The common theme was that Black patients, especially Black women, were ignored or dismissed without receiving adequate care or information.

During my fellowship training for reproductive endocrinology and infertility, I became more aware of the need to understand racial disparities, not just in the patient-doctor experience but in clinical outcomes, too. At the time, in the mid-'90s, we weren’t effectively gathering racial and ethnic demographics in our work with in vitro fertilization (IVF), which I realized also meant that we wouldn’t be able to really look at those differences. So, I struck up a conversation with my division director. He just looked at me and said, “You’re the one who brought it up. Why don’t you do something about it?”

Not long after, in 2004, I founded the health disparities special interest group for the American Society of Reproductive Medicine (ASRM). It’s through the work we’ve done since that I’ve come to better understand why we see so many racial disparities in health care and health outcomes, and what we need to do to reverse course.

When it comes to menopause, specifically, plenty of the same factors that influence the health of Black people can, in turn, affect our menopausal experience. As noted above, Black people are disproportionately impacted by the social determinants of health (which refer to things like socioeconomic status, employment, and access to health care). This makes it more likely that a Black person will enter menopause with a preexisting health condition, like diabetes or hypertension, which can worsen menopause symptoms.

Similarly, the systemic racism that diminishes outcomes for Black women with health conditions can also affect how they’re treated for menopause—if they even make it into a doctor’s office. A curious finding from our research was that, while objective markers of menopause symptoms were worse in Black people versus white, overall, Black people reported higher quality-of-life indicators. Which is to say, Black people didn’t seem to be as disturbed by what we know to be significant symptoms, like sleep loss and hot flashes. What we presume is that these women were minimizing how they really felt. And once you’re downplaying your symptoms to yourself, you’re far less likely to seek medical treatment.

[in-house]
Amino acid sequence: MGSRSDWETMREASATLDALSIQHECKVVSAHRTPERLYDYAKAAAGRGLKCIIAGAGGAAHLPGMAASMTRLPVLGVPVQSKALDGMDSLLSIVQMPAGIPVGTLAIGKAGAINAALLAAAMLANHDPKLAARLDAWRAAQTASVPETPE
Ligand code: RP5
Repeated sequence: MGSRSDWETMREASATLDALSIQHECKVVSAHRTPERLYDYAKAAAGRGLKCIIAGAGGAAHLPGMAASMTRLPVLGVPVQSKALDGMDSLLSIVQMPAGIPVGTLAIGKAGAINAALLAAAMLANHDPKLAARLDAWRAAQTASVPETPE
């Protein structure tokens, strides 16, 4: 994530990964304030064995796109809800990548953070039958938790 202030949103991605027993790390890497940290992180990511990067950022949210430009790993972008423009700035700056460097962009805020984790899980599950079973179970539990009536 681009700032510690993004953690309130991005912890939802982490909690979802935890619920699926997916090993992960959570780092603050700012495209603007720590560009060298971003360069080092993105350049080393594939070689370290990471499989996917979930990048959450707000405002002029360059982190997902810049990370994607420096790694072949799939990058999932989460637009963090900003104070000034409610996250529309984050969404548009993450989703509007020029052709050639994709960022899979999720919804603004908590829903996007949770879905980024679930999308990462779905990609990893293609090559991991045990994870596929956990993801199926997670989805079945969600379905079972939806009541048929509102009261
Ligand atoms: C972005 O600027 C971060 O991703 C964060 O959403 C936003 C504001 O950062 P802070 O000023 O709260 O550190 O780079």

Closely tied with that outcome is another one of our findings: that Black people tend to get information about menopause from trusted friends and family members, whereas white people get it mostly from medical providers. Based on intel from focus groups, it’s likely that the social circles where Black people source information perpetuate the “I’ll get through this myself” narrative—again, leading them to not seek out the care of a doctor.

There's this sense among many [Black people] that the medical community just doesn’t really care about us, that we’re not listened to, or that we’re minimized.

Underscoring these scenarios is the well-warranted mistrust that many Black people have for the medical system, given its history of misusing and abusing Black bodies. In reviewing studies that explored the lived experience of Black people in menopause, my coauthors and I found that there’s this sense among many that the medical community just doesn’t really care about us, that we’re not listened to, or that we’re minimized.

Studies in our review also showed that clinicians are less likely to prescribe hormone therapy to Black people in menopause than white, despite no medical basis for the distinction. What we’re still working to understand is the why. Are the treatment numbers so low among Black people, in fact, because doctors underestimate the severity of their symptoms? How often are Black people offered treatment, and how often do they accept it? There’s a lot of nuance, and we need more research to flesh out some of these differences.

What can be done to reduce the disproportionately high burden of menopause on Black people